Regulation of receivers is necessary to introduce greater transparency in how they operate and to ensure a proper flow of information to both the debtor and creditors, according to Fianna Fáil Spokesperson on Finance Michael McGrath.
Deputy McGrath commented, “At the moment, it would seem that receivers are not accountable to anyone other than the creditors (typically a bank) that appoint them.
“I regularly deal with people who have had receivers appointed by banks over their properties, in particular buy-to-let homes. These receivers often act without any transparency, keeping borrowers completely in the dark. Many properties have been sold in a rush at low prices, leaving borrowers liable for huge residual debts. Massive fees are sometimes built up by receivers and this can ultimately result in a greater legacy debt owing to creditors. We need to make changes to how receivers operate, in the interests of both the debtor and creditors.
“This is a significant issue, as 30,000 buy-to-let mortgage accounts are currently in arrears, 22% of the total, with €1.7 billion of arrears built up by property owners. Rent receivers have been appointed in 6,000 cases. Receivers were also appointed to 462 companies in 2014, many of which would have been businesses outside of the buy-to-let sector.
“Receivers should be subject to strict Central Bank regulation just like other financial service providers. They should be obliged to act in a fair and transparent way towards borrowers, but also tenants, employees, sub-contractors and concession holders.
“I believe that a number of regulatory changes should take place:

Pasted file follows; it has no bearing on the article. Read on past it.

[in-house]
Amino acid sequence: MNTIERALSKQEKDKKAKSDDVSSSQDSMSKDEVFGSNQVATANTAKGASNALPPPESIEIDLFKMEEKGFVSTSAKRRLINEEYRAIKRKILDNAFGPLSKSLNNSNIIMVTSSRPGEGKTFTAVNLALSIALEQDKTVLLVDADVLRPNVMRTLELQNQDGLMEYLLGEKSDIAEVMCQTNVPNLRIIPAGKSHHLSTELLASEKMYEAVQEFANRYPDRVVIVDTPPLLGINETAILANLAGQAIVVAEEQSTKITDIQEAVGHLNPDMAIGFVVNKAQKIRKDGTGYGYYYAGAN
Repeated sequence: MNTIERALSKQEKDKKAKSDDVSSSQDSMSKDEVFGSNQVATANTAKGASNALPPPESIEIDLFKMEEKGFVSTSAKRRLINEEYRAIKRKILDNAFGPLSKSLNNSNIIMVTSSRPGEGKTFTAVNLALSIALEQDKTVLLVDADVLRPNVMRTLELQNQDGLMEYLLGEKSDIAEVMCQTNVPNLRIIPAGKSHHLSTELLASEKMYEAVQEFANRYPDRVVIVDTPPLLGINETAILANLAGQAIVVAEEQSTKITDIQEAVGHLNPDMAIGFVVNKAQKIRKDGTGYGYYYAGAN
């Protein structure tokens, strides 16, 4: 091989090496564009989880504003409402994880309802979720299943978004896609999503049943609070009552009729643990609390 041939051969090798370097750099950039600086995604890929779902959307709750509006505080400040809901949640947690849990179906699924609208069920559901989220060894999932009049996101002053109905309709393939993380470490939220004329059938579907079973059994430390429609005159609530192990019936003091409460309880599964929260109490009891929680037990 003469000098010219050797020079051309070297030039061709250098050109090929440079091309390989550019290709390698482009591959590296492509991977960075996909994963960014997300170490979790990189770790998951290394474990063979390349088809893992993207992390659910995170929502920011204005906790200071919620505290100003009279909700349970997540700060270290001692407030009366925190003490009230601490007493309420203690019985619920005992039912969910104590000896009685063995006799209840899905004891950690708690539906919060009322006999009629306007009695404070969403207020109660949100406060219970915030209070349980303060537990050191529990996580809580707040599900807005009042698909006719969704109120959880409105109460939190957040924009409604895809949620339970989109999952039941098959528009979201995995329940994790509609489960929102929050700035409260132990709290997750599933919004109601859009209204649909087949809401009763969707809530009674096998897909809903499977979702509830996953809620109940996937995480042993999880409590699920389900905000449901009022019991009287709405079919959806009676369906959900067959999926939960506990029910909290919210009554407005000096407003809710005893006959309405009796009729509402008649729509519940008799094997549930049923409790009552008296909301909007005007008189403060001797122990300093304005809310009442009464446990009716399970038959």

– Receivers appointed by banks should be subject to Central Bank regulation, just like credit servicing firms. They should have to operate within a strict Central Bank statutory code of conduct, which requires them to act transparently.
– Receivers should be required to provide a detailed estimate at the outset of the engagement of an estimate of their professional fees to cover the receivership and regular updates should be provided thereafter to the debtor and the creditors.
– Banks should not be able to appoint a receiver with almost no notice to the borrower. Borrowers should get sufficient notice that a receiver is to be appointed and, where a loan is called in, the borrower should be given a reasonable period of time to attempt to re-finance or re-structure the loan.
– Every receiver should be obliged to provide timely updates to borrowers, keeping them up-to-date as to whether a property is to be sold and for what price.
– Where a receiver proposes to sell a property, the borrower should have an opportunity to have that decision reviewed by an independent third party if they feel the receiver is selling the property at too low a price.
– Where a bank appoints a receiver over a rented property, the bank should be required to take on all of the responsibilities of a landlord, including the obligation to return a tenant’s deposit in full.
– Finally, it should not be possible to appoint a receiver over money set aside for the payment of salaries, sub-contractors, suppliers, concession holders, the Revenue Commissioners or employees’ pensions.
“These significant issues should be dealt with immediately to protect borrowers, but also tenants and employees.
“The government undertook a consolidation of company law in 2014, but they completely failed to deal with the lack of accountability of receivers. In May 2015, the Seanad was told that Minister Frances Fitzgerald was undertaking an analysis of whether further regulations should be introduced to govern the conduct of receivers. Once again, nothing has been delivered.”